Titularly now the fastest-growing major economy, India, having left China behind, is positioned for a good year, both in its economy and financial markets.
India's 7.5 per cent clip of economic growth has edged out China's 7.3 rate on the most recent readings, making it the fastest grower among the 20 major economies, a title somewhat tarnished by controversy over opaque revisions to how the data is compiled.
The real challenge, and it may come soon: getting through a Federal Reserve interest rate hike later this year without re-enrolling its membership in the 'fragile five' group of vulnerable emerging markets.
Perhaps more than the headline growth figures, which have come in for criticism, India's putative strength relies more on structural reforms by the government of Prime Minister Narendra Modi and a fortuitous drop in energy prices which leaves precious room for easier monetary policy.
Napoleon had a preference for lucky generals, a title Reserve Bank of India Governor Raghuram Rajan might warrant: less than a year into taking a fraught job and the price of India's energy needs, 40 per cent of which it must import, tumbled on global markets. This is a triple boon: reducing the need for foreign cash with which to pay for it, tamping down inflation (and so giving room for growth-friendly rate cuts), and lowering the cost of fuel subsidies which crimp budget spending.
"Eighteen months ago, India was one of the most fragile of the 'fragile five'. Three issues in particular beset both Indian corporates and foreign investors in Indian asset markets: structurally high and sticky inflation and slowing economic growth, or emerging markets stagflation; twin deficits on the current and fiscal accounts; and stale/poor macroeconomic governance," Maya Bhandari, an asset allocation specialist at fund house Columbia Management, wrote in a note to clients. "With helpful policy, politics and propitiousness, each of these seems less relevant today."
The fragile five - Brazil, India, Indonesia, South Africa and Turkey - were marked out in large part for their dependence on foreign capital flows, money which abruptly repriced in 2013 when investors became concerned about the impact of the upcoming tapering of bond buying by the Fed.
If a Fed rate hike comes, as many expect, this summer, it will almost certainly make waves in global funding markets but, to judge by recent rises in Indian shares and the rupee, investors are reasonably confident this time may be different.
That in part is down to longer-term optimism over reforms brought in by Modi and his BJP, including steps to cut the time needed to register a new business from 27 days to one. More fraught, and yet to be delivered, are full reforms to make it easier for large industrial developments to buy farmland, now a tortuous process thought to be holding up hundreds of billions of dollars' worth of projects.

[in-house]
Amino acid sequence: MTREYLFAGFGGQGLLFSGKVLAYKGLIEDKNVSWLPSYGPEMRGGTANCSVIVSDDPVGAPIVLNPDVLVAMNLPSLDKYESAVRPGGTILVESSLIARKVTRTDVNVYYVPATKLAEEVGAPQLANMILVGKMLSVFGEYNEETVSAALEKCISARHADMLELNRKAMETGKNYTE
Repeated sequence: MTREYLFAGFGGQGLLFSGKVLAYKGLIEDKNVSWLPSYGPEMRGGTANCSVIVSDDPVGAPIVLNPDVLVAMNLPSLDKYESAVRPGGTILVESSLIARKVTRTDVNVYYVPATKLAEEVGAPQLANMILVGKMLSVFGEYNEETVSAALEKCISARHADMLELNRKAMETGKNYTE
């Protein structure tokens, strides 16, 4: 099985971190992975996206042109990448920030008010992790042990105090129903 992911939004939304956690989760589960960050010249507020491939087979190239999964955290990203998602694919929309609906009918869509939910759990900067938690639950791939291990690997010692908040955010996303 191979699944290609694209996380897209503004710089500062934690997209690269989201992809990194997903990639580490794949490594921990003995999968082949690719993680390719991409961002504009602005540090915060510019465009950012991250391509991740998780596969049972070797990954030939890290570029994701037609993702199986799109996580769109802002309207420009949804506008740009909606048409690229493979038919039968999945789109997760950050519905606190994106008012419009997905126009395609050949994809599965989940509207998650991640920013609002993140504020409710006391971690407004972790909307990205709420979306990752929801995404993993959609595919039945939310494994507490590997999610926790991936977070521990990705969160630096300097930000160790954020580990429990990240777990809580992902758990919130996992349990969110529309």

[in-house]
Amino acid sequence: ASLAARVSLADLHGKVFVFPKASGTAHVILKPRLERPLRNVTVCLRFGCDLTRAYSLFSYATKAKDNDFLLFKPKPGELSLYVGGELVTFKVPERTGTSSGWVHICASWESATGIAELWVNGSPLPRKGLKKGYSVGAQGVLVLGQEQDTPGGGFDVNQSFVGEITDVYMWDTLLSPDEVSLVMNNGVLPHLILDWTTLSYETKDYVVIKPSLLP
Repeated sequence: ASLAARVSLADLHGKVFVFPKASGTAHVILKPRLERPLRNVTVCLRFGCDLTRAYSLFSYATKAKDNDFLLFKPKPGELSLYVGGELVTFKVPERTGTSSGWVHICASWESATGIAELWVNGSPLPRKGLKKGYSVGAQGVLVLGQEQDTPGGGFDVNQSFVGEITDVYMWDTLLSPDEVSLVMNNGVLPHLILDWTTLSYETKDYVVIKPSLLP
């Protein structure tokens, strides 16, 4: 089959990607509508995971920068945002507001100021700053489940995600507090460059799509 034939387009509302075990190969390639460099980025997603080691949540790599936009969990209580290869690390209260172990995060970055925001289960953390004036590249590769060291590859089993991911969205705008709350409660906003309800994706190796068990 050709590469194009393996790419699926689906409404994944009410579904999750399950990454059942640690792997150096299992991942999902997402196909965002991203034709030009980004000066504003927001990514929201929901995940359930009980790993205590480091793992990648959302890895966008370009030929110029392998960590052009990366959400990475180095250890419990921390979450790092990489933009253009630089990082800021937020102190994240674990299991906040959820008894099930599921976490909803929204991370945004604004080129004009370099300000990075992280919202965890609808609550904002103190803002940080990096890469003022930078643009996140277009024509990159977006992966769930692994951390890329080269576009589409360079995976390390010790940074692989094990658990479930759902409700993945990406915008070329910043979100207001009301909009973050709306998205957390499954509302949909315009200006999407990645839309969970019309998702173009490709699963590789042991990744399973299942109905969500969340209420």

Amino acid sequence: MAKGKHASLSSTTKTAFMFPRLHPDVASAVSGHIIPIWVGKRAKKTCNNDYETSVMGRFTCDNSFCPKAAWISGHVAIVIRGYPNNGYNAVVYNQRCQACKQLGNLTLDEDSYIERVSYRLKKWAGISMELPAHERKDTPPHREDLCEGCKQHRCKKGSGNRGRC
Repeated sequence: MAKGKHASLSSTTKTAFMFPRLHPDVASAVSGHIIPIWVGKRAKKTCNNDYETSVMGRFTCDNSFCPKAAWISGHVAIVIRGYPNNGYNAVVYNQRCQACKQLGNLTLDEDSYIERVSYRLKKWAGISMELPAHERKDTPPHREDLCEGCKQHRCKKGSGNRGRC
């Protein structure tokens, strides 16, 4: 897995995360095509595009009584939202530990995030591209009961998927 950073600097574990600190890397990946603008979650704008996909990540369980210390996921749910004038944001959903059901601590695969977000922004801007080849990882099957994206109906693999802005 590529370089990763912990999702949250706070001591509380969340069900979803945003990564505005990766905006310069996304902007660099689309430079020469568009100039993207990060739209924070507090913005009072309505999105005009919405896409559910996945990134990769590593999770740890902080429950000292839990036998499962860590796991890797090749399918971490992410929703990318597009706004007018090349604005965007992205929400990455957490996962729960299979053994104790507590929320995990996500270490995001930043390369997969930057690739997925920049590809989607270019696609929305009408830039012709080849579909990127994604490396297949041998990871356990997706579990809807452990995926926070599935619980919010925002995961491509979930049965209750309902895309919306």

To be sure, recent losses by the BJP in regional elections show that reform is far from a one-way bet. The RBI, taking advantage of falling inflation, cut rates for the first time in 20 months in January but held off at the beginning of February; instead fine-tuning a reserve requirement intended to push banks to pass along easier money to clients.
Rajan has already curbed foreign purchases of Indian bonds, to try to limit the kind of 'hot money' flows which drain rapidly in time of stress, as well as limiting the strength of the rupee, a sore spot for exporters. India has also piled up an all-time high of $333 billion of foreign currency reserves.
If reforms progress and the RBI is able to continue to trim rates India is likely to attract increasing notice from global investors. Given that consumer inflation has more than halved to about five per cent in two years, this is a reasonable bet.
While about $20 billion of foreign cash has flowed into Indian shares in the past year, much of that has been as investors dedicated to emerging markets chose India as one of the best of a risky lot. So-called global funds, which are nearly triple the size of dedicated emerging market funds, are still substantially underweight on India, implying room for a re-weighting.
India's moment, not without dangers, may be arriving.
James Saft is a Reuters columnist